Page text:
Both these styles were fine so long as there was plenty of nice, flat, treeless farmland to usurp for their purpose. But once builders began sweeping subdivisions up and down over hill and dale, valley and vale, lots began to resemble rolling pasture fields rather than Midwestern wheat fields; and a new, more practical type house was needed. American architectural ingenuity came riding to the rescue with a uniquely American solution--the split-level. It was simple, compact, efficient, and novel--garage, laundry and utilities on a lower level, living room, dining room and kitchen half a level up the hill from that, and bedrooms half a level up from that atop the garage. Sloping lots were no problem. Tiny lots left room for back yards, and for the first time since before the war, the whole thing offered all kinds of opportunities for individualization. They were great for raising kids; but with all those steps so tightly integrated into the living space, not so great in which to grow old. But what the heck, one could always retire to Florida and a cinder block contemporary when the old arthritis kicked in.

Southern fried contemporary housing.
The South was the stronghold of the Contemporary style (another abominably ineffectual label). Land was still flat and plentiful. Need more land? Just dredge a canal, fill in another swamp, or (in the west) sprinkle water over a sandy piece of desert and presto, instant Palmdale or Boca Raton. Along the gulf, with the water table mere inches below the concrete slab floor and termites an ever-present nuisance, the concrete block came to the rescue. Terrazzo replaced oak, pastel stucco disguised the industrial ambiance, and broad, flat roofs with overhanging, sun-shading eaves finished the look. Windows grew to wall size; the enclosed lanai allowed the back patio to be air-conditioned; and the term wheelchair-accessible was invented to describe the floor plan.

The contemporary shed.
Meanwhile, back up in the mountainous north woods, the Contemporary style took on a totally different look in what's commonly become known as the Shed style. This time it's an admirably descriptive designation. Just imagine a whole group of backyard tool sheds with their unidirectional sloping roofs grouped together; multi-directionally sheathed in natural wood siding; pierced by energy wasting floor-to-ceiling windows (Thermopane of course). Add a sleek, but rustic stone fireplace, cathedral ceilings, broad wooden decks, two and sometimes three-car garages, dramatic bedroom lofts, all embraced by tall, sheltering, oaks and a carpet of cypress mulch in lieu of a labor-intensive lawn that wouldn't grow in any case with so much shade. It was the International style with a touch of Paul Bunyan.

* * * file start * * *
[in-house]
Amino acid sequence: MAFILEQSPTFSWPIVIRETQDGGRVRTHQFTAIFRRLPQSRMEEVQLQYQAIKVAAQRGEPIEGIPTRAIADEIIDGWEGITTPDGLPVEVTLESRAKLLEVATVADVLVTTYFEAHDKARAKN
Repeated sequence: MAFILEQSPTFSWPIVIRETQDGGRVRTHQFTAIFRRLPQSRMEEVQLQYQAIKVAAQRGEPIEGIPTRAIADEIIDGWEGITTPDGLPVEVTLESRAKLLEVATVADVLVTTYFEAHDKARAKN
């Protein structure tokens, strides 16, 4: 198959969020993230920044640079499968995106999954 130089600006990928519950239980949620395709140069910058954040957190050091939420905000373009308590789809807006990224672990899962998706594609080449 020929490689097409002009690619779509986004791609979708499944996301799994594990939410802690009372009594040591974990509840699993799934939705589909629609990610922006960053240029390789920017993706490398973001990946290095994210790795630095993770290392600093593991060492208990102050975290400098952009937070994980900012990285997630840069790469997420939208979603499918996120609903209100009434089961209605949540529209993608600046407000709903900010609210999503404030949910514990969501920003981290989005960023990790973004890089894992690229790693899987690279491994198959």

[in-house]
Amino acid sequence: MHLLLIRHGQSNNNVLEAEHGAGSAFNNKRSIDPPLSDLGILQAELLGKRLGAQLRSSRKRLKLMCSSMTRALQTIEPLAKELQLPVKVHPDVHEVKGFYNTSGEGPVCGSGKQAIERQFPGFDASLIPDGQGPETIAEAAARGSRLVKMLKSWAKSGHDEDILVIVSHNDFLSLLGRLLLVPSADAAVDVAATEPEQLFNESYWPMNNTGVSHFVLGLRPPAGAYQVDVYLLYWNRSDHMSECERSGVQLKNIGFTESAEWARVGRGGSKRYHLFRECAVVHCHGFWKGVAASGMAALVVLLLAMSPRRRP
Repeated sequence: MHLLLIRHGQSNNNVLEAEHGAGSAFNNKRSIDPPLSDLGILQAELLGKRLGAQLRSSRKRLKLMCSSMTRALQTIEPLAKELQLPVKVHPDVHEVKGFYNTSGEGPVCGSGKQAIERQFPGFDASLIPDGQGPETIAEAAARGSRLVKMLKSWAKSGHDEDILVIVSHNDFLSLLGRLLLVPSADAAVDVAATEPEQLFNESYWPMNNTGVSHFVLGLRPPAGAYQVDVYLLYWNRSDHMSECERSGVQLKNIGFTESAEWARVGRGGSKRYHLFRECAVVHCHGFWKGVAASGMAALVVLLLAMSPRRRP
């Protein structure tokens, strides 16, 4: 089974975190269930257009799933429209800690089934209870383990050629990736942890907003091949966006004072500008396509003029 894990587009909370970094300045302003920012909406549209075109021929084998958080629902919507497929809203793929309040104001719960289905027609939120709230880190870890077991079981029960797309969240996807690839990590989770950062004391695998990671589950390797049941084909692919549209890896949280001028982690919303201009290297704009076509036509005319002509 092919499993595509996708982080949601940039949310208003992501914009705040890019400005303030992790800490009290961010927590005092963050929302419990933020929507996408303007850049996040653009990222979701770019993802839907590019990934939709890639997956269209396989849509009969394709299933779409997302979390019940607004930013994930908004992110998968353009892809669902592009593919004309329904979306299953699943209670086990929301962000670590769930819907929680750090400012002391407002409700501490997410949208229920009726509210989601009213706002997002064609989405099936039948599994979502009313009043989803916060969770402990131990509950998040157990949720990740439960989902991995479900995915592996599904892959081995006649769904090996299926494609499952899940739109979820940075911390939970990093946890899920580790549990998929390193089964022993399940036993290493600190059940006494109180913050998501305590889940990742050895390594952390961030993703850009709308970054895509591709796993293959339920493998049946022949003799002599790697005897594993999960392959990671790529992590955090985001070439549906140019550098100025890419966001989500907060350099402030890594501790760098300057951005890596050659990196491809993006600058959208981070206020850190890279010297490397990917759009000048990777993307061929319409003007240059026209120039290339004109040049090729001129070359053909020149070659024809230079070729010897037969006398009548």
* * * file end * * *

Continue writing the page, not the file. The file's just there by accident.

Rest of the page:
Suburban sprawl, G.I. housing not far removed from the barracks.
If I seem a bit jaded or derisive in recounting the so-called "Modern Styles" of domestic American architecture it's because, in our search for a truly "American" style in this century, we have inevitably been short-sighted. We've adapted our housing styles to the ever changing building landscape admirably, sometimes with stunningly beautiful results. But we've treated that landscape itself as if there were no tomorrow. Whereas our ancestors built houses designed to shelter generations of their kin, we raise and raze largely inconsequential "people sheds" often lasting little more than half a century. The term "ghetto" no longer conjures up only images of abandoned urban tenements. We can now easily visualize suburban ghettos as well, whole blighted neighborhoods of single-family congestion replete with chain link fences guarding Post-it note backyards where the lawn is cut with a Weed-eater. I'd feel much better about this if I could say that the Modern Style was just a passing phase, like the Italianate, or the Tudor, or the Queen Anne, but it's not. In the last thirty years, though styles have changed, even our environmental attitudes and lifestyles have changed; yet we still think like frontier squatters throwing up log cabins (sometimes quite literally), in trying to selfishly lay claim to an ever-shrinking dot on the American landscape. Maybe we need to be reminded that even the biggest ocean dies if it sprouts too many islands.